On March 15, LPL Financial announced plans to cut prices that advisors pay for its managed platforms, drop account minimums on some model portfolios and roll out a fund-only brokerage IRA option to get its affiliated advisors ready for the rule.

Source: Investment Advisor Presidents' Poll

Looking longer term, broker-dealers say they believe the new DOL rule will continue to be a challenge.

Nearly two-thirds of IBD presidents, 63%, say the fiduciary rule is the most challenging issue they face over the next several years and beyond.

Close to one-fifth, 18%, of these leaders state that increased compliance costs are their top concern. A related challenge, updating technology, is on the minds of 15% of these IBD executives.

Roger Ochs, CEO of HD Vest Financial Services, says that the firm he leads – which has some 4,500 affiliated independent reps – is “in the process of further review” of the rule.

However, the new fiduciary standard “still potentially calls into question the industry’s ability to support small IRA accounts on a commission basis, which is currently the most cost effective means of doing so,” he explains in a statement.

“We’re actively exploring a range of options for our advisors to accommodate this segment of retail investors …,” Ochs added. “Many of the affluent and high-net-worth clients our advisors support today started out as small IRA investors that were guided, step by step, until they were able to reach their retirement dreams.”

Source: Investment Advisor Presidents' Poll

Given their high level of concern with the fiduciary standard, most IBDs – 70% – say they are dedicating “significant” financial and human resources to the issue.

More than a quarter, 24%, have been “actively monitoring it,” though they have not made specific plans on addressing it yet. A smaller number, just 4%, have adopted the wait-and-see approach.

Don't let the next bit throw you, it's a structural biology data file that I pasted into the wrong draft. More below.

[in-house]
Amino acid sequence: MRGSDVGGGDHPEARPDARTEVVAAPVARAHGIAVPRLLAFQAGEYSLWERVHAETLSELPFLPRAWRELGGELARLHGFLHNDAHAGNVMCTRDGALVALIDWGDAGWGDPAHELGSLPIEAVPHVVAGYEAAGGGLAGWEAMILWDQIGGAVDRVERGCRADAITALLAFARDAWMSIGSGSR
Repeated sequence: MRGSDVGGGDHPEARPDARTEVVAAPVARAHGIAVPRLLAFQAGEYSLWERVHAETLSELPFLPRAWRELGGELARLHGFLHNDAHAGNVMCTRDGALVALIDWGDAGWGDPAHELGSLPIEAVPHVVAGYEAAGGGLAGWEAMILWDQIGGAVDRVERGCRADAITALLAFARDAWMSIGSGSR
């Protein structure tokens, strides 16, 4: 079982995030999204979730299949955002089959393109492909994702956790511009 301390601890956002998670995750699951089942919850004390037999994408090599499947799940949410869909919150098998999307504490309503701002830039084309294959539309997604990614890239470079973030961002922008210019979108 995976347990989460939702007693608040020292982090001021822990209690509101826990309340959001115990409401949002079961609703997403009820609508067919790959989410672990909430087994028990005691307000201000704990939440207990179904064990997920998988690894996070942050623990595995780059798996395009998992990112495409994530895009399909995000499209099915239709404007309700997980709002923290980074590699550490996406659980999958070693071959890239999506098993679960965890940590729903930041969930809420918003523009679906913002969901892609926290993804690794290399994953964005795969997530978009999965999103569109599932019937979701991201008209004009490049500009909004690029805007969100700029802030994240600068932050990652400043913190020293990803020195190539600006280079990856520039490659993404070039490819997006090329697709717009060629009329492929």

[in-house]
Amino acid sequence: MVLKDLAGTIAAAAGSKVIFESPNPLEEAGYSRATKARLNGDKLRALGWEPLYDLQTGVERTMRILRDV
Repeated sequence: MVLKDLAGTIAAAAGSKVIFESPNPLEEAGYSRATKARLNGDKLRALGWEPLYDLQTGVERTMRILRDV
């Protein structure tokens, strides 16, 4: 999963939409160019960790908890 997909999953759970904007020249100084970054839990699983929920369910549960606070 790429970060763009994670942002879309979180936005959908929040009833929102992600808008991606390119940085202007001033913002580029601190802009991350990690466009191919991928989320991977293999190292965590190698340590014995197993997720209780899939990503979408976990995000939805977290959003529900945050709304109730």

“Cetera has been aware of the broad brushstrokes of the DOL rule for some time now, and we have been actively positioning our advisors to transition this situation from an obstacle to an opportunity,” said Adam Antoniades, president of the Cetera Financial Group, in a statement.

According to Antoniades, the group – which includes 10 IBDs with some 9,100 reps – has been using resources “to develop multiple new tools and platforms to prepare our advisors for how to best operate their businesses and enjoy continued success in this new regulatory environment.”

Securities America says its DOL task force and outside counsel “are reviewing” the final rule. “Our solutions will maintain the choice and flexibility in business and compensation models that are a cornerstone of independence while ensuring advisors can continue to serve their clients’ best interests,” the IBD explained in a statement.

Source: Investment Advisor Presidents' Poll

When asked about the main impact of the DOL’s new fiduciary rule on registered reps, more than one-third (or 37%) of IBD presidents say they will need to take more steps toward becoming a fee-based broker-dealer.

This opinion is born out in industry statistics, which now show that more of advisors’ total revenues are coming from fees than commissions, according to CLS Investments.

According to the group’s recent report, Making the Switch: The Benefits of Moving to a Fee-based Model, advisors now derive 46% of their total revenues from fees vs. 45% in commissions.

The paper says that in the coming years advisors are expected to derive more than 55% of their revenues from fees.

The paper points to data from Cerulli Associates that finds the amount of assets in fee-based accounts nearly tripled over the last decade – from $987 billion in 2003 to $2.7 trillion in 2013.

“Regulators, such as the Department of Labor, who oversee retirement assets, are pushing an agenda that may seriously impact the viability of  traditional commissions in retirement plans, including IRA accounts,” CLS’ paper states. “When taken to the extreme, regulators may make commissions obsolete, similar to what has happened in the U.K. and Australia, where commissions have been outright banned.”

— Check out The ABCs of the DOL Fiduciary Rule on ThinkAdvisor.